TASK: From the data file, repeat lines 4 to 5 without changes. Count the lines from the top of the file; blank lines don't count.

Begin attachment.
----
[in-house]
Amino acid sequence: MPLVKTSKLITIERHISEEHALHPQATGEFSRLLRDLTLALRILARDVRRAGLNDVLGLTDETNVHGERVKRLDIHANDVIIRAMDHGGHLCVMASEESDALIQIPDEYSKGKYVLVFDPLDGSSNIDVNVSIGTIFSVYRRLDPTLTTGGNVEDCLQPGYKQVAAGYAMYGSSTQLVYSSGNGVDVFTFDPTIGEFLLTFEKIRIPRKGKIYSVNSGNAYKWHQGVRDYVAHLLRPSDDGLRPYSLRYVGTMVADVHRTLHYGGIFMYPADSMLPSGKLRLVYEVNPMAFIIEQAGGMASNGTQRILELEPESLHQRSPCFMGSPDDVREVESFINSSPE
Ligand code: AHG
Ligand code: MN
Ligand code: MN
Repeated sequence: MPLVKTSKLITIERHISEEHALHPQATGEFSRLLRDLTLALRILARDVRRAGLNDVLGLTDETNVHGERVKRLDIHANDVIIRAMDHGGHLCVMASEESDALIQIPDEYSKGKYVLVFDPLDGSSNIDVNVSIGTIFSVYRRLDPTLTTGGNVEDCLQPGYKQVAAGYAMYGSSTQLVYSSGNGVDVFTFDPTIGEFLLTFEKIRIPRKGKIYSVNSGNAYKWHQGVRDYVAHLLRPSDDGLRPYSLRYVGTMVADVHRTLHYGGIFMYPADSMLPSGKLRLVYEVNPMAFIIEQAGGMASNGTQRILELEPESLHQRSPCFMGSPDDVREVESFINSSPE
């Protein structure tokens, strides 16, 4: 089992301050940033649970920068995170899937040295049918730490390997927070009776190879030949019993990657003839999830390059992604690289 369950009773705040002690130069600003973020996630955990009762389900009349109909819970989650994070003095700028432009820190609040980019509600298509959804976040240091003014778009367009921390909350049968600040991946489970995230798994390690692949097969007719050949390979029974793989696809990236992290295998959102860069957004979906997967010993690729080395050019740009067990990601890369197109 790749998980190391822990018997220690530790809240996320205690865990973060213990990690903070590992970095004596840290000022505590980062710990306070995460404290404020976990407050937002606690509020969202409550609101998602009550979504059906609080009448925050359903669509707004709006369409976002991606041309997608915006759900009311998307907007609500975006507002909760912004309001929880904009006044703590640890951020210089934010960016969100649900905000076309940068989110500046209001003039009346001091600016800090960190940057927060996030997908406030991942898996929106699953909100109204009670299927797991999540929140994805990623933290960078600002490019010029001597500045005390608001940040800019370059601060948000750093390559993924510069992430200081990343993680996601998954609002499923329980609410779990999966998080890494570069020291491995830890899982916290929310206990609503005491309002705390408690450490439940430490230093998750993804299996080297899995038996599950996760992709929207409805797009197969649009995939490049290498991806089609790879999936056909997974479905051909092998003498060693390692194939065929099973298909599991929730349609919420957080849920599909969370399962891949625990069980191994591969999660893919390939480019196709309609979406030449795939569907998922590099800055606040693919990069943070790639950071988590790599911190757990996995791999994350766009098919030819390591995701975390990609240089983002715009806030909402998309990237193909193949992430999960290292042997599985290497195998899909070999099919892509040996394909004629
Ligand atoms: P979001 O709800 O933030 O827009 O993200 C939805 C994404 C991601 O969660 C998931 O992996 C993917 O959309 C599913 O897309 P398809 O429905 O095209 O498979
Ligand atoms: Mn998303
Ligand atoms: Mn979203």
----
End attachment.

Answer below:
Ligand code: MN
Ligand code: MN